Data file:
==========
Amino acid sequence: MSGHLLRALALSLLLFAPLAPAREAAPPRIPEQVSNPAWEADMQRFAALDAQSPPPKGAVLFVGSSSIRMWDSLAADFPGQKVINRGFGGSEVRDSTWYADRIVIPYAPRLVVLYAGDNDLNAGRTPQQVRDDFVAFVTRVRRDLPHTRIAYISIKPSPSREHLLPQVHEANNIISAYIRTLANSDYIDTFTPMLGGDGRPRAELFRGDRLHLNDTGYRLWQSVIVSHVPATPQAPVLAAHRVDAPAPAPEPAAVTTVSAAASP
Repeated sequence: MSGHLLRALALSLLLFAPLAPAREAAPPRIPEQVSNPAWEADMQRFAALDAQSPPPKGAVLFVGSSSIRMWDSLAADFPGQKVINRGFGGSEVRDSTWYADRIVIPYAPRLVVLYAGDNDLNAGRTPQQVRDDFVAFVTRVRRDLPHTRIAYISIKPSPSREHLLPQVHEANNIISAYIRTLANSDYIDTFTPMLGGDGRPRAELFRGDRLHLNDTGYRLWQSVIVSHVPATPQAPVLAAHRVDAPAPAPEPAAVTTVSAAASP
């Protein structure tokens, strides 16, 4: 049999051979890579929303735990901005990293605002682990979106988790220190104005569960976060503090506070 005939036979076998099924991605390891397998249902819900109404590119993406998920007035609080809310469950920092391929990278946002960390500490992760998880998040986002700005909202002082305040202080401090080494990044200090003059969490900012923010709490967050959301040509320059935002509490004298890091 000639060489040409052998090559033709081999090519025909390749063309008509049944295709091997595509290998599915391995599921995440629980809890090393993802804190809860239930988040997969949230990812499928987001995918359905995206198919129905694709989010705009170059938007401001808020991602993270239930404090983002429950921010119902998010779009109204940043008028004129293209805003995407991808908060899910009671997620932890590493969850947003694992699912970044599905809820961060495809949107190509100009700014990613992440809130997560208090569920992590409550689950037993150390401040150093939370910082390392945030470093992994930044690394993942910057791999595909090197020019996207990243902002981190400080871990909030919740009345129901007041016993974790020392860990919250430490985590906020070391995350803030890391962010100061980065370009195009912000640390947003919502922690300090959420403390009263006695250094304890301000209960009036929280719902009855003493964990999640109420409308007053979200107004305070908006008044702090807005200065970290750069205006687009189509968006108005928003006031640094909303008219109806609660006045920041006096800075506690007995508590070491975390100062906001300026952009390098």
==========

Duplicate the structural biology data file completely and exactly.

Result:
Amino acid sequence: MSGHLLRALALSLLLFAPLAPAREAAPPRIPEQVSNPAWEADMQRFAALDAQSPPPKGAVLFVGSSSIRMWDSLAADFPGQKVINRGFGGSEVRDSTWYADRIVIPYAPRLVVLYAGDNDLNAGRTPQQVRDDFVAFVTRVRRDLPHTRIAYISIKPSPSREHLLPQVHEANNIISAYIRTLANSDYIDTFTPMLGGDGRPRAELFRGDRLHLNDTGYRLWQSVIVSHVPATPQAPVLAAHRVDAPAPAPEPAAVTTVSAAASP
Repeated sequence: MSGHLLRALALSLLLFAPLAPAREAAPPRIPEQVSNPAWEADMQRFAALDAQSPPPKGAVLFVGSSSIRMWDSLAADFPGQKVINRGFGGSEVRDSTWYADRIVIPYAPRLVVLYAGDNDLNAGRTPQQVRDDFVAFVTRVRRDLPHTRIAYISIKPSPSREHLLPQVHEANNIISAYIRTLANSDYIDTFTPMLGGDGRPRAELFRGDRLHLNDTGYRLWQSVIVSHVPATPQAPVLAAHRVDAPAPAPEPAAVTTVSAAASP
């Protein structure tokens, strides 16, 4: 049999051979890579929303735990901005990293605002682990979106988790220190104005569960976060503090506070 005939036979076998099924991605390891397998249902819900109404590119993406998920007035609080809310469950920092391929990278946002960390500490992760998880998040986002700005909202002082305040202080401090080494990044200090003059969490900012923010709490967050959301040509320059935002509490004298890091 000639060489040409052998090559033709081999090519025909390749063309008509049944295709091997595509290998599915391995599921995440629980809890090393993802804190809860239930988040997969949230990812499928987001995918359905995206198919129905694709989010705009170059938007401001808020991602993270239930404090983002429950921010119902998010779009109204940043008028004129293209805003995407991808908060899910009671997620932890590493969850947003694992699912970044599905809820961060495809949107190509100009700014990613992440809130997560208090569920992590409550689950037993150390401040150093939370910082390392945030470093992994930044690394993942910057791999595909090197020019996207990243902002981190400080871990909030919740009345129901007041016993974790020392860990919250430490985590906020070391995350803030890391962010100061980065370009195009912000640390947003919502922690300090959420403390009263006695250094304890301000209960009036929280719902009855003493964990999640109420409308007053979200107004305070908006008044702090807005200065970290750069205006687009189509968006108005928003006031640094909303008219109806609660006045920041006096800075506690007995508590070491975390100062906001300026952009390098």